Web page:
I will replace it with cylinderhttp://www.heatingandcoolingwarehouse.com/v/vspfiles/photos/02527747016-2T.jpg
    It's better as it has reset button.
    Only concern - the cylinder opens at 320 F.
    What do you think?
     
  15. Nov 4, 2008 #15

    kok328

    kok328

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    replacing a 306F switch w/a 320F switch, I don't think I could sleep at night. It seems that the orignal switch has been replaced (probably the one I described) and the OEM F rating is long gone. I know, your saying heck, it's only 14F difference but, if the original was say 290F, then we could have a problem, now we're off by 30F, which more than double the original offset.
    If you can, try to find the proper switch (keep in mind that someone replaced the original w/a close enough switch). If the F rating of the replacement switch is too low, you'll just burn them up. If the F rating is too high, you could risk burning down your house. Try googling the unit or call a local H&C company or a York dealer and see if they can determine the proper F rating for a replacement switch. Once you know the proper F rating for the switch, try Graingers.com they seem to have just about everything under the sun and don't require a contractors license, account or problem finding them.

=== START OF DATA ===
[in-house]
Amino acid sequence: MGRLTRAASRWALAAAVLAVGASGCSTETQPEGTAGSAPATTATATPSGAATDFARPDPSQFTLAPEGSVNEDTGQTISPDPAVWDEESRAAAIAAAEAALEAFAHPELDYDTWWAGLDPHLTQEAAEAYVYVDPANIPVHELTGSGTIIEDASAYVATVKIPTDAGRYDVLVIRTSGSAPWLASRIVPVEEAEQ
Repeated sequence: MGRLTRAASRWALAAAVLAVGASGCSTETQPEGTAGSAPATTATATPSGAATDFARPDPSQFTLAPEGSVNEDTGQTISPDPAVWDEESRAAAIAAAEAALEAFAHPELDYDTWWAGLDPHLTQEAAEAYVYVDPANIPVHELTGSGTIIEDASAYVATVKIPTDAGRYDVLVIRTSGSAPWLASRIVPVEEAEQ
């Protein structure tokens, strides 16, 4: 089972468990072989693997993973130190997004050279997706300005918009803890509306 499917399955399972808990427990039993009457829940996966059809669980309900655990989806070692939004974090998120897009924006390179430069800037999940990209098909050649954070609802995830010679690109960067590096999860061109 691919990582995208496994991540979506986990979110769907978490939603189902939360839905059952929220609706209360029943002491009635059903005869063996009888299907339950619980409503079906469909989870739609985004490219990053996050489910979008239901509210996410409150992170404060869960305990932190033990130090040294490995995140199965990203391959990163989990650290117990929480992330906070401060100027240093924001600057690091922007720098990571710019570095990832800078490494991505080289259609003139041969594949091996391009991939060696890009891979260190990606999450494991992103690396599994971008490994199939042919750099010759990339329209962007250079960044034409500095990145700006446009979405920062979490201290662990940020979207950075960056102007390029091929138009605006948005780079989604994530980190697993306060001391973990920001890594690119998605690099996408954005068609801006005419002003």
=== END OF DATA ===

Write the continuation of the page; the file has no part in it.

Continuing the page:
16. Nov 8, 2008 #16

    kok328

    kok328

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    It appears that Rodge either didn't like my last answer, got his heat working, blew himself up or all of the above.
     
  17. Nov 9, 2008 #17

    Square Eye

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    Maybe he called a local pro?
     
  18. Nov 9, 2008 #18

    kok328

    kok328

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    Yea, that would fall under the "got his heat working" catagorey. Lord knows, I wasn't getting him anywhere.
     
  19. Nov 9, 2008 #19

    rodge

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    You helped a lot and it's much appreciated , especially as problem still stands.